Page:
Commerce ministry officials said the UK will continue providing Bangladesh with different facilities under the Generalised Scheme of Preferences (GSP) for three years as a transition period after LDC graduation in 2026.
After graduating from the Least Developed Country (LDC) status, Bangladesh will get duty-free export facilities for 92% of tariff line products, including ready-made garments (RMG), in the UK market.
The UK has also assured Bangladesh of lifting the existing ban on betel leaf export from the country, said sources present at a meeting of the joint working group formed for the expansion of bilateral trade and investment between the two countries.
“The UK delegation said their Developing Countries Trading Scheme is very generous and flexible. Under the UK policy, Bangladesh will get duty-free export facilities for 92% of manufactured goods, including garments, after graduating from Least Developed Country status,” Md Abdur Rahim Khan, additional secretary (Export) of the commerce ministry, who led the Bangladesh delegation at the meeting held in the capital yesterday, told The Business Standard.
Commerce ministry officials said the UK will continue providing Bangladesh with different facilities under the Generalised Scheme of Preferences (GSP) for three years as a transition period after LDC graduation in 2026. The group of least developed countries, including Bangladesh, has applied to the World Trade Organisation seeking GSP benefits for six years after LDC graduation. At the joint working group meeting yesterday, Dhaka also proposed that the UK continue the facilities for six years following LDC graduation as a transition period.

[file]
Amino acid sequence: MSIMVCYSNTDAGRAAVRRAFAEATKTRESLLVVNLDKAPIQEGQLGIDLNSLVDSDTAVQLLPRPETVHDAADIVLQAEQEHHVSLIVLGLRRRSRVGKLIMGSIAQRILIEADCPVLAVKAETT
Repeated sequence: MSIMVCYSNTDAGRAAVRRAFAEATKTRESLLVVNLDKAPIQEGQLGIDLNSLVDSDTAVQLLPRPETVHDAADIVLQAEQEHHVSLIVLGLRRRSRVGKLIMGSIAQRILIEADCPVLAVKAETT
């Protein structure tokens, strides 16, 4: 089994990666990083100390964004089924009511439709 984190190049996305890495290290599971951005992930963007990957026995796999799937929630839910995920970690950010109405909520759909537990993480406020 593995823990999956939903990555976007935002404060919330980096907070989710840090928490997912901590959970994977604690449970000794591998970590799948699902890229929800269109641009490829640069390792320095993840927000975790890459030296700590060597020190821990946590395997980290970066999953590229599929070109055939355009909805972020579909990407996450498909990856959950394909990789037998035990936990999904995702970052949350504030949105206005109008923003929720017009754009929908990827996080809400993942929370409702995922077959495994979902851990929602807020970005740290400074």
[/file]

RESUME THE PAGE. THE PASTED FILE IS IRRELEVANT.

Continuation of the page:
The UK delegation said they will discuss the matter at their policy level, a senior official present at the meeting told TBS.
Before Brexit, the European Union imposed a ban on betel leaf imports from Bangladesh almost a decade ago. In 2021, the EU lifted the ban, but it is still in place in the UK.
In response to Bangladesh’s request yesterday, the UK delegation said they too will follow the EU’s decision to lift the ban on betel leaf export and discuss the matter with their Food Standards Agency, said Md Abdur Rahim Khan.
At the meeting, Bangladesh also discussed increasing the export of agricultural products – especially frozen fish, shrimp, frozen foods, mangoes and vegetables – to the UK.
On the other hand, the UK has emphasised the formulation of rules regarding cross-border higher education and the enforcement of intellectual property rights.
According to commerce ministry data, Bangladesh’s merchandise exports to the UK peaked at $5.3 billion in fiscal year 2022-23 (FY23), up from $4.8 billion in the previous fiscal year, and double the figure from a decade ago when it stood at $2.7 billion.
Key export items contributing to this achievement include ready-made garments, frozen food, IT, engineering, leather and jute goods, as well as bicycles. Approximately 80% of the exports comprise knitwear and woven garments.
Bangladesh’s imports from the UK amounted to $380 million during the first 11 months of FY23 till May. It was projected to reach around $450 million by the end of the fiscal year on 30 June, as stated by a senior official at the commerce ministry.
Currently, the UK is the third largest export destination for Bangladesh, following the European Union and the United States.
Containers piled up at a port. File Photo: TBS